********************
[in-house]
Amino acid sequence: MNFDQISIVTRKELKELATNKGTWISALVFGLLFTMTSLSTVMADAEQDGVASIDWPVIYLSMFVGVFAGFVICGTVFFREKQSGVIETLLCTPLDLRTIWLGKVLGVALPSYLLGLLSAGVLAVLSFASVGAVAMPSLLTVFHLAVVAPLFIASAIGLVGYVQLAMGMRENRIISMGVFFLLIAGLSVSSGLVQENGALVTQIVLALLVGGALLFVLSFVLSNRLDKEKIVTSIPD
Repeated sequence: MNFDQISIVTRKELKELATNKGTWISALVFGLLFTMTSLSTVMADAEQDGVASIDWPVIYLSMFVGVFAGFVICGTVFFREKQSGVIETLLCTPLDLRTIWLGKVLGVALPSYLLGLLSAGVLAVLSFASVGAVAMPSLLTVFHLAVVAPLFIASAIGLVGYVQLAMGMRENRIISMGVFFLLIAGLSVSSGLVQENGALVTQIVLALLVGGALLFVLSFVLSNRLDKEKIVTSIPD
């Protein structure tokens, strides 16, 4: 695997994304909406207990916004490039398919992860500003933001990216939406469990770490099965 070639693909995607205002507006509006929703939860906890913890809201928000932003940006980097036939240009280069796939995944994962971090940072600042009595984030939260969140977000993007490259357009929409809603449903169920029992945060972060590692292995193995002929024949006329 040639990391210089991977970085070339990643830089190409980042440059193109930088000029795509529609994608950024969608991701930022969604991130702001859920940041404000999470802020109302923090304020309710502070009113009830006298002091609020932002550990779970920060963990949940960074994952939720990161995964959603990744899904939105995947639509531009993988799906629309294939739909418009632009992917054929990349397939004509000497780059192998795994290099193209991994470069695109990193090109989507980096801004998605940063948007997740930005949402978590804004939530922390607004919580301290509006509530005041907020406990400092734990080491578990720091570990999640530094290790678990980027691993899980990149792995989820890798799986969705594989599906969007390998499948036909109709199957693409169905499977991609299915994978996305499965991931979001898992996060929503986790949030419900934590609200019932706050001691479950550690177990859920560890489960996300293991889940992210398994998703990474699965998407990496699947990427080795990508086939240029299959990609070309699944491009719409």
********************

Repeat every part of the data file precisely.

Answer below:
[in-house]
Amino acid sequence: MNFDQISIVTRKELKELATNKGTWISALVFGLLFTMTSLSTVMADAEQDGVASIDWPVIYLSMFVGVFAGFVICGTVFFREKQSGVIETLLCTPLDLRTIWLGKVLGVALPSYLLGLLSAGVLAVLSFASVGAVAMPSLLTVFHLAVVAPLFIASAIGLVGYVQLAMGMRENRIISMGVFFLLIAGLSVSSGLVQENGALVTQIVLALLVGGALLFVLSFVLSNRLDKEKIVTSIPD
Repeated sequence: MNFDQISIVTRKELKELATNKGTWISALVFGLLFTMTSLSTVMADAEQDGVASIDWPVIYLSMFVGVFAGFVICGTVFFREKQSGVIETLLCTPLDLRTIWLGKVLGVALPSYLLGLLSAGVLAVLSFASVGAVAMPSLLTVFHLAVVAPLFIASAIGLVGYVQLAMGMRENRIISMGVFFLLIAGLSVSSGLVQENGALVTQIVLALLVGGALLFVLSFVLSNRLDKEKIVTSIPD
């Protein structure tokens, strides 16, 4: 695997994304909406207990916004490039398919992860500003933001990216939406469990770490099965 070639693909995607205002507006509006929703939860906890913890809201928000932003940006980097036939240009280069796939995944994962971090940072600042009595984030939260969140977000993007490259357009929409809603449903169920029992945060972060590692292995193995002929024949006329 040639990391210089991977970085070339990643830089190409980042440059193109930088000029795509529609994608950024969608991701930022969604991130702001859920940041404000999470802020109302923090304020309710502070009113009830006298002091609020932002550990779970920060963990949940960074994952939720990161995964959603990744899904939105995947639509531009993988799906629309294939739909418009632009992917054929990349397939004509000497780059192998795994290099193209991994470069695109990193090109989507980096801004998605940063948007997740930005949402978590804004939530922390607004919580301290509006509530005041907020406990400092734990080491578990720091570990999640530094290790678990980027691993899980990149792995989820890798799986969705594989599906969007390998499948036909109709199957693409169905499977991609299915994978996305499965991931979001898992996060929503986790949030419900934590609200019932706050001691479950550690177990859920560890489960996300293991889940992210398994998703990474699965998407990496699947990427080795990508086939240029299959990609070309699944491009719409």